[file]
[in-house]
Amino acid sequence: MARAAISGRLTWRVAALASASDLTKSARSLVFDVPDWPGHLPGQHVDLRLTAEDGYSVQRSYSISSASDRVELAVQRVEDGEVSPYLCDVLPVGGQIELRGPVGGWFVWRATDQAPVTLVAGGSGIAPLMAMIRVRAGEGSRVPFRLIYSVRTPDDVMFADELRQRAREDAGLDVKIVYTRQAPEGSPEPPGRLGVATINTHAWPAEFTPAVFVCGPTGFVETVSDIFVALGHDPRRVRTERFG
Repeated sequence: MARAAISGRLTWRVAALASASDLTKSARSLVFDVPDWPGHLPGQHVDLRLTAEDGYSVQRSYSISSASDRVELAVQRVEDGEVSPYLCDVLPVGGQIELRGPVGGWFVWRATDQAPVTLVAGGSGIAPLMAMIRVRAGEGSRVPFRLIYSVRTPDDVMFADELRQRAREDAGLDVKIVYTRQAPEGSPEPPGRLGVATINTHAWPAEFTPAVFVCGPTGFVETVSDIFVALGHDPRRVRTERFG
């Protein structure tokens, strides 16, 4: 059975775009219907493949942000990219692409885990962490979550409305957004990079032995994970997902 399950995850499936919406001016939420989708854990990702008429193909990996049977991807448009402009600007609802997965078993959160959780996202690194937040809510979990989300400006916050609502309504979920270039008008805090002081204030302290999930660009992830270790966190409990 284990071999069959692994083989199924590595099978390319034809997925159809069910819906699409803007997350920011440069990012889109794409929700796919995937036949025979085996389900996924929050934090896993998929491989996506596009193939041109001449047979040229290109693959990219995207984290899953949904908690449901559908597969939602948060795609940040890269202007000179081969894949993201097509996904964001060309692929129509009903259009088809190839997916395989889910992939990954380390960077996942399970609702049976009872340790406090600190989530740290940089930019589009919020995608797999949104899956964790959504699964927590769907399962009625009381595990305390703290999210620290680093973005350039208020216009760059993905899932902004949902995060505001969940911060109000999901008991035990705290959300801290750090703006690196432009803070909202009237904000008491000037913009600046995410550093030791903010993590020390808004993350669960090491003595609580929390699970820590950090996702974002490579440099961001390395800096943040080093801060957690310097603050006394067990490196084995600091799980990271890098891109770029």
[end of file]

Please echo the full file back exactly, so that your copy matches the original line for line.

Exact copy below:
[in-house]
Amino acid sequence: MARAAISGRLTWRVAALASASDLTKSARSLVFDVPDWPGHLPGQHVDLRLTAEDGYSVQRSYSISSASDRVELAVQRVEDGEVSPYLCDVLPVGGQIELRGPVGGWFVWRATDQAPVTLVAGGSGIAPLMAMIRVRAGEGSRVPFRLIYSVRTPDDVMFADELRQRAREDAGLDVKIVYTRQAPEGSPEPPGRLGVATINTHAWPAEFTPAVFVCGPTGFVETVSDIFVALGHDPRRVRTERFG
Repeated sequence: MARAAISGRLTWRVAALASASDLTKSARSLVFDVPDWPGHLPGQHVDLRLTAEDGYSVQRSYSISSASDRVELAVQRVEDGEVSPYLCDVLPVGGQIELRGPVGGWFVWRATDQAPVTLVAGGSGIAPLMAMIRVRAGEGSRVPFRLIYSVRTPDDVMFADELRQRAREDAGLDVKIVYTRQAPEGSPEPPGRLGVATINTHAWPAEFTPAVFVCGPTGFVETVSDIFVALGHDPRRVRTERFG
């Protein structure tokens, strides 16, 4: 059975775009219907493949942000990219692409885990962490979550409305957004990079032995994970997902 399950995850499936919406001016939420989708854990990702008429193909990996049977991807448009402009600007609802997965078993959160959780996202690194937040809510979990989300400006916050609502309504979920270039008008805090002081204030302290999930660009992830270790966190409990 284990071999069959692994083989199924590595099978390319034809997925159809069910819906699409803007997350920011440069990012889109794409929700796919995937036949025979085996389900996924929050934090896993998929491989996506596009193939041109001449047979040229290109693959990219995207984290899953949904908690449901559908597969939602948060795609940040890269202007000179081969894949993201097509996904964001060309692929129509009903259009088809190839997916395989889910992939990954380390960077996942399970609702049976009872340790406090600190989530740290940089930019589009919020995608797999949104899956964790959504699964927590769907399962009625009381595990305390703290999210620290680093973005350039208020216009760059993905899932902004949902995060505001969940911060109000999901008991035990705290959300801290750090703006690196432009803070909202009237904000008491000037913009600046995410550093030791903010993590020390808004993350669960090491003595609580929390699970820590950090996702974002490579440099961001390395800096943040080093801060957690310097603050006394067990490196084995600091799980990271890098891109770029």